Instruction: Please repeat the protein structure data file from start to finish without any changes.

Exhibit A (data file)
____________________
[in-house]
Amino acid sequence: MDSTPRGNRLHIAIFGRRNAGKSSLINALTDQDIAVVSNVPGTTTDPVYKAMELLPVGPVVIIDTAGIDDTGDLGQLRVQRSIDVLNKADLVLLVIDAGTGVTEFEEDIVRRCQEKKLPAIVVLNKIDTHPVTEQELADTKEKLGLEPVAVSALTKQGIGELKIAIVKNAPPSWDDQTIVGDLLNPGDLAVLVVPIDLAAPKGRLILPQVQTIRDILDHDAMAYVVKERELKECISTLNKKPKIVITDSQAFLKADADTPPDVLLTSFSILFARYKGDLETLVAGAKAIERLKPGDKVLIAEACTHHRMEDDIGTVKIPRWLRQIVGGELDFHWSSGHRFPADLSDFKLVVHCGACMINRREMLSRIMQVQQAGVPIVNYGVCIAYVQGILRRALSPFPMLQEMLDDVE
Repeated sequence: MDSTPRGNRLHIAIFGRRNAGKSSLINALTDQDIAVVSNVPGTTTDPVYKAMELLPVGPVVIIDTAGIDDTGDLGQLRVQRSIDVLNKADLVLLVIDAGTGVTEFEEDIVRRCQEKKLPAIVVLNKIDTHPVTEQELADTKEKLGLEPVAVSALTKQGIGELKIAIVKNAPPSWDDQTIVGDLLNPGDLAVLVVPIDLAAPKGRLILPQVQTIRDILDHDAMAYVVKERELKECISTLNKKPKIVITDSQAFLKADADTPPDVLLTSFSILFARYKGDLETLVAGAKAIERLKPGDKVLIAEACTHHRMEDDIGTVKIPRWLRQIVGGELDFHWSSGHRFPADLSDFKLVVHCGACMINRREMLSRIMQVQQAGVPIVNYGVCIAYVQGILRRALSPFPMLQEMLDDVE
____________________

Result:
[in-house]
Amino acid sequence: MDSTPRGNRLHIAIFGRRNAGKSSLINALTDQDIAVVSNVPGTTTDPVYKAMELLPVGPVVIIDTAGIDDTGDLGQLRVQRSIDVLNKADLVLLVIDAGTGVTEFEEDIVRRCQEKKLPAIVVLNKIDTHPVTEQELADTKEKLGLEPVAVSALTKQGIGELKIAIVKNAPPSWDDQTIVGDLLNPGDLAVLVVPIDLAAPKGRLILPQVQTIRDILDHDAMAYVVKERELKECISTLNKKPKIVITDSQAFLKADADTPPDVLLTSFSILFARYKGDLETLVAGAKAIERLKPGDKVLIAEACTHHRMEDDIGTVKIPRWLRQIVGGELDFHWSSGHRFPADLSDFKLVVHCGACMINRREMLSRIMQVQQAGVPIVNYGVCIAYVQGILRRALSPFPMLQEMLDDVE
Repeated sequence: MDSTPRGNRLHIAIFGRRNAGKSSLINALTDQDIAVVSNVPGTTTDPVYKAMELLPVGPVVIIDTAGIDDTGDLGQLRVQRSIDVLNKADLVLLVIDAGTGVTEFEEDIVRRCQEKKLPAIVVLNKIDTHPVTEQELADTKEKLGLEPVAVSALTKQGIGELKIAIVKNAPPSWDDQTIVGDLLNPGDLAVLVVPIDLAAPKGRLILPQVQTIRDILDHDAMAYVVKERELKECISTLNKKPKIVITDSQAFLKADADTPPDVLLTSFSILFARYKGDLETLVAGAKAIERLKPGDKVLIAEACTHHRMEDDIGTVKIPRWLRQIVGGELDFHWSSGHRFPADLSDFKLVVHCGACMINRREMLSRIMQVQQAGVPIVNYGVCIAYVQGILRRALSPFPMLQEMLDDVE